Mobile app development is big. If you don’t believe it, check out Microsoft’s Azure Mobile Services. Or AWS Mobile Services. Or Google’s Mobile Back-end Starter. Or Facebook’s acquisition of Parse last year. IBM is also trying to weave together SoftLayer, BlueMix and WebSphere to come up with its own mobile-focused dev platform. There’s clearly a lot of action here.
The theory is that mobile app developers need something more tuned to their experience than a general-purpose Platform as a Service (PaaS). Since mobile-first is now the law of the land, look for the enterprise IT players that don’t already field a mobile toolkit or a Mobile Backend as a Service (MBaaS) to assemble one, buy one or partner with one. Fast.
Wanted: Enterprise-class mobile apps
Amazon debuted its long-rumored mobile app development tool set at its New York Summit last month. And even though that may be seen as consumer-oriented, since Amazon is the focal point of most cloud companies, it is just about certain that VMware will talk about mobile development capabilities for its vCloud Hybrid Services at VMworld 2014 next week.
I would not be at all surprised to see Red Hat make some news around mobile development soon since that company seems to enjoy putting out press releases in advance of VMworld. Red Hat invested in Appcelerator, but there’s also some rumbling about the company being interested in buying FeedHenry, an MBaaS provider that VMware has invested in.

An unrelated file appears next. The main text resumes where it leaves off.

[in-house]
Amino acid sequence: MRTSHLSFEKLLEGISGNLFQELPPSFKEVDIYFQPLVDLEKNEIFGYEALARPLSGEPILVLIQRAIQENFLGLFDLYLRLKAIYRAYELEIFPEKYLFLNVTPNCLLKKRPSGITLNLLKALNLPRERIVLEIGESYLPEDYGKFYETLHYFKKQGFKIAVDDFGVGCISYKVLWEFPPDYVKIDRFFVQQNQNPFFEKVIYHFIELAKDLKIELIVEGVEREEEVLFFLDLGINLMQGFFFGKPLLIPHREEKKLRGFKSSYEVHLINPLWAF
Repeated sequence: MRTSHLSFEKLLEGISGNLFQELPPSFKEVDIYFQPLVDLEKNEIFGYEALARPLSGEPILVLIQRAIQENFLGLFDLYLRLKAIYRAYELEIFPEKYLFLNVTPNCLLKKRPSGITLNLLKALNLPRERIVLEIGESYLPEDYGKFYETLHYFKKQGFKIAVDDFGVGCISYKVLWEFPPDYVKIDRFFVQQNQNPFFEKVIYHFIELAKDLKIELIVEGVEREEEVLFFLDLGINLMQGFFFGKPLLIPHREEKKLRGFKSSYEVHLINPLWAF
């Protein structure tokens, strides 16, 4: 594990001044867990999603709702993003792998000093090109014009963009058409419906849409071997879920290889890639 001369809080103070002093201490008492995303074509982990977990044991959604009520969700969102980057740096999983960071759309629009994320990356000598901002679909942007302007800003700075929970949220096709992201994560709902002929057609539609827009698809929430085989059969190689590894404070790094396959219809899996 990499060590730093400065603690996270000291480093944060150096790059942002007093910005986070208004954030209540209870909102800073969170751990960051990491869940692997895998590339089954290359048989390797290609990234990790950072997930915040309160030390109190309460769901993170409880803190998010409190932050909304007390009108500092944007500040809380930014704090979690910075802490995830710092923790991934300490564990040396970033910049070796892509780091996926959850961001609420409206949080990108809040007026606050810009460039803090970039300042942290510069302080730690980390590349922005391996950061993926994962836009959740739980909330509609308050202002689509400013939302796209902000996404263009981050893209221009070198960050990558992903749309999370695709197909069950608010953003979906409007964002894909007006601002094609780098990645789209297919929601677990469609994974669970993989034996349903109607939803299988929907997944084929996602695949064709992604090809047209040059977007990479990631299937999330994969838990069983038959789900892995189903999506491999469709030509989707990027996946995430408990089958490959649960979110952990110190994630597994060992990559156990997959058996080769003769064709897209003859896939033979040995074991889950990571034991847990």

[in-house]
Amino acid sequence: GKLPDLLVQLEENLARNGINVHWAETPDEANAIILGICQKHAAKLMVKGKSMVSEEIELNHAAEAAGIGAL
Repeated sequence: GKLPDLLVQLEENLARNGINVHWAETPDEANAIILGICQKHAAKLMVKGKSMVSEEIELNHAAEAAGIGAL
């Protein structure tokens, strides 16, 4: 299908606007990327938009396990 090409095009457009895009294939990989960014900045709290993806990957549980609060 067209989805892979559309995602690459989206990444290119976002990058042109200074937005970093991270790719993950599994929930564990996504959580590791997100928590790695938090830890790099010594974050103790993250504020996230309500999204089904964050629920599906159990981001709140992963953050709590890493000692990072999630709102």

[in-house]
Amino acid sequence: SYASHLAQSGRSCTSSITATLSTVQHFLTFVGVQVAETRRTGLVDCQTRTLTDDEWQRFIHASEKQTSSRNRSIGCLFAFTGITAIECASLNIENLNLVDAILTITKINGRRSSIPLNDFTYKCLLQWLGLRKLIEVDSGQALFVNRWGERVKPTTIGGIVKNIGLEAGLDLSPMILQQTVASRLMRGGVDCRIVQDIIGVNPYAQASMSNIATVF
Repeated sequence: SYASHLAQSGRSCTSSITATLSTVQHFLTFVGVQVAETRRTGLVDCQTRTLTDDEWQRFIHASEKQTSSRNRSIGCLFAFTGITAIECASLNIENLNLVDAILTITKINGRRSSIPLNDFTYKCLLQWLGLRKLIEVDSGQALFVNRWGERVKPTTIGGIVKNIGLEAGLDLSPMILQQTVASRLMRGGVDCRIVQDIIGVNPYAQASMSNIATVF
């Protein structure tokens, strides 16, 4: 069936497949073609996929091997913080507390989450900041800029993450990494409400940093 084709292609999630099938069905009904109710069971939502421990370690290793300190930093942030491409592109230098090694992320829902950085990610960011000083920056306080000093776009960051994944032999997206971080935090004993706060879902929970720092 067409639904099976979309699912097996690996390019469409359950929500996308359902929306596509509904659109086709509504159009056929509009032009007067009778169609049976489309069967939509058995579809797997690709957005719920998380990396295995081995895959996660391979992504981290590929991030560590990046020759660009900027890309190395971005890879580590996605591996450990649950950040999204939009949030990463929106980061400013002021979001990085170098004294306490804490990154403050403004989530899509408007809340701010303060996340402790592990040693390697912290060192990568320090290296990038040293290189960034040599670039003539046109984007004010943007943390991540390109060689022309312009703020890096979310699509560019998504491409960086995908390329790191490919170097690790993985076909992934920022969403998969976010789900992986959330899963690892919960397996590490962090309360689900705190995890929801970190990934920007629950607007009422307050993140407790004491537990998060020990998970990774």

VMware is in an interesting spot, having offloaded a bunch of developer-focused SpringSource tooling to Pivotal last year and remaining tools like Wavemaker to third parties since then. I don’t see an acquisition in its future, but perhaps an alliance with a mobile development platform player is in order. Other independent MBaaS companies include Kinvey, FeedHenry, and AnyPresence.
It’s pretty clear that both VMware and Red Hat need to address their lack of mobile development tools. Paraphrasing a mobile developer who follows this space, VMware needs enterprise-focused mobile development capabilities to complement its $1.5 billion Airwatch acquisition last year. Airwatch manages and deploys applications.
Why is a PaaS not enough?
The broader question is why a plain ol’ PaaS isn’t enough for mobile developers.
The more general-purpose platforms give developers lower-level access and a ton of flexibility. A developer can use them to build a solution, but “it’s up to you to figure out the details of your application layer and API,” Greg Raiz, CEO and founder of Android and iOS app developer RaizLabs, said via email.
“Mobile back-end providers, on the other hand, provide more turn-key solutions. Parse, Kinvey, StackMob and others have made decisions on how back-end APIs and databases will work. They contain GUIs for non-technical people to do things to the application without programming knowledge. These solutions have the advantage of simplicity but a disadvantage for their lack of flexibility,” Raiz added.
Given the near-universal emphasis enterprise IT vendors are placing on mobile enterprise apps, the clock is ticking for Red Hat, VMware and others that haven’t already done so to put their stakes in the ground.